“What’s your name, then?” she asked. “I’m May.”

She turned when I came alongside her and we continued walking down the right front of the castle. There were people on the parapet above us and I think I heard somebody call May’s name, but she didn’t look up at them.

“I’m Pal,” I said. “I’m from Beune. And this is Buck.”

“Look, I don’t know what you’ve heard on Beune,” she said, giving me a serious look, “but it’s not easy to become a Champion. There’s testing by machines and then if you pass that, you have to fight for a place in the Hall. Are you sure that’s what you want to do?”

“Yes, ma’am,” I said. “The Leader’s raised the Champions to bring justice to all of Here. Bring it back. I want to be part of that.”

May grimaced again. Her eyes sharpened and she said, “Say, have you eaten?”

“Not in a while,” I said. “I was planning to find a place in the town after I’d gotten started with the business of joining the Company. I figured that was going to be complicated, so I started here.”

Then I said, “Ah–I have money. I’m not a beggar.”

I had a fair amount of money, thanks to Duncan paying me back. I hadn’t seen prices in Dun Add, but I figured they wouldn’t be much worse than at inns along the Road. Which were bad enough, in all conscience.

“Well, you’re here on the Jon’s business for now,” May said, “so you ought to have one meal on him at least.”

“Ma’am?” I said. “And Buck?”

She looked down. Buck waggled his tail.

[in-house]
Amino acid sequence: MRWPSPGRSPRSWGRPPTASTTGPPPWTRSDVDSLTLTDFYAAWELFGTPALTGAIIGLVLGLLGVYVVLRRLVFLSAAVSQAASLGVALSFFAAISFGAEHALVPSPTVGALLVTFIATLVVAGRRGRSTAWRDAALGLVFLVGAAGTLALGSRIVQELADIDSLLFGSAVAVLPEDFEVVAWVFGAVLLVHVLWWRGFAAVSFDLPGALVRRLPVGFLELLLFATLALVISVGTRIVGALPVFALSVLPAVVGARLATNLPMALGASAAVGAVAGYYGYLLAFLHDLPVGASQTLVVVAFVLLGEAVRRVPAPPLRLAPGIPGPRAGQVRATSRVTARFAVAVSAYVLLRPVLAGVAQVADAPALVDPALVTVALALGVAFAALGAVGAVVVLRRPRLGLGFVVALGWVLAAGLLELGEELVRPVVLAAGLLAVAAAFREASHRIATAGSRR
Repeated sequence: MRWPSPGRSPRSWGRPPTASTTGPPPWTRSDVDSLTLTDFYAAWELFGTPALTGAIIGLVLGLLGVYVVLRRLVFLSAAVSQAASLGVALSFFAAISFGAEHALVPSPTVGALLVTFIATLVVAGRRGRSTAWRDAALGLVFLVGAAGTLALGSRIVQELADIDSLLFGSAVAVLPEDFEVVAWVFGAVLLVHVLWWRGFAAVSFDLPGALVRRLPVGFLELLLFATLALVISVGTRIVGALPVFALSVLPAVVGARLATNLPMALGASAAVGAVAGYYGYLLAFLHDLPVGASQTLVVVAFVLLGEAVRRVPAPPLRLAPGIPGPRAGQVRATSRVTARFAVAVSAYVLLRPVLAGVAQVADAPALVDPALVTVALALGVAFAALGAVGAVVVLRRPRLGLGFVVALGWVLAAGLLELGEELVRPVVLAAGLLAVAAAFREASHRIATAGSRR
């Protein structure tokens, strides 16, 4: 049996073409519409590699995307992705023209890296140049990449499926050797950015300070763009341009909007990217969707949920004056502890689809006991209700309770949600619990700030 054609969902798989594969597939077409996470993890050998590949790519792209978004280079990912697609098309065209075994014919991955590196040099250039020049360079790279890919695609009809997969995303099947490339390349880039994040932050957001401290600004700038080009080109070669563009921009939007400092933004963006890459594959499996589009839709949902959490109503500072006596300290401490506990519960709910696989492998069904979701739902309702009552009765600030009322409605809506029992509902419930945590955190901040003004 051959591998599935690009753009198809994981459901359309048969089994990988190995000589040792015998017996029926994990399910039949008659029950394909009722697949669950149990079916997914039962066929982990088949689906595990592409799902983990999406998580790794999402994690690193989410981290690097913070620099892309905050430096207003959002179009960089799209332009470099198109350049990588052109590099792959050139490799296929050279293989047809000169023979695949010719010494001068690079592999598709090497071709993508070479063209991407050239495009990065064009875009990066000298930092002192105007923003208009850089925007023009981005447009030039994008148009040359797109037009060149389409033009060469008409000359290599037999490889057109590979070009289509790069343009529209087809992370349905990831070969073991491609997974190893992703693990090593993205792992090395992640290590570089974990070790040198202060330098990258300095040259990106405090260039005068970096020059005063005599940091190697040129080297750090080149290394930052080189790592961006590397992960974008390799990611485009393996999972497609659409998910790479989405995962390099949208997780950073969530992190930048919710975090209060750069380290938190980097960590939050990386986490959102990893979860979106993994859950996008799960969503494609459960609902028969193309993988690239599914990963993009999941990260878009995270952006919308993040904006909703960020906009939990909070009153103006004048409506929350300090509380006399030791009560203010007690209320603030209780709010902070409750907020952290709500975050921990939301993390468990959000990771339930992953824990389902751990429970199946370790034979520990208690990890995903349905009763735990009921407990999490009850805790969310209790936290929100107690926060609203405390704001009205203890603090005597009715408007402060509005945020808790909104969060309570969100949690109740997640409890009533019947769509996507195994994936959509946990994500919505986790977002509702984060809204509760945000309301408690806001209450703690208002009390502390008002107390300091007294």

“We’ll take care of him first in the stables,” she said. “And call me May, will you. ‘Ma’am’ makes me feel like I’m forty years old.”

“Thank you, May,” I said.

May led us to a door that stood ajar. An attendant sat on a stool just far enough down the passage beyond that his feet were out of the sunlight. He had a weapon but no shield. From the stiff way his left leg stuck out, I figured he was injured. Maybe he’d been a man at arms when he was younger and healthier.

He tried to get up when May came through the doorway. “No need, Carl,” she said with a breezy wave.

“Thanks, mum,” he said, settling back down. He eyed me as I followed her past, but he seemed about as interested in Buck as he was in me.

The passage was thirty feet long. There was no lighting except what came through the doorways at the ends.

They called Dun Add a castle, but I’d been thinking that it wasn’t really built to be defended. There were slots in the stone roof of this passage, though. I wouldn’t want to try forcing my way in here if there was somebody in the room above who didn’t want me to.

There was a second gate at the far end, but it’d been propped back against the courtyard wall for so long that the hinges were rusty red lumps. We walked through into a park. There were ornamental trees planted at the west end, but for the most part the open area was sod–or dirt, where it’d gotten too much wear even for grass. I saw two ball games, one of kids of both sexes and the other of solid-looking men.

“The stables are straight across,” May said, continuing to lead.

She wasn’t acting like she’d like to toss me into a glacier any more, but neither was she being the chatty/friendly sort. I appreciated what she was doing, so I let her make the rules.

The park wasn’t so crowded that we were pushing through people, but often enough we’d walk around a blanket or even a tarp raised for a sunshade. Folks called or nodded to May if they noticed her, and I got a few long looks myself. Not for anything about me or Buck, I was pretty sure.

There were six archways in the middle of the north side of the courtyard, and the wall above the arches was pierced for gratings up to within a couple feet of the top. The noise was loud even before we got to the openings, yaps and yelps and howling. No snarling fights, though.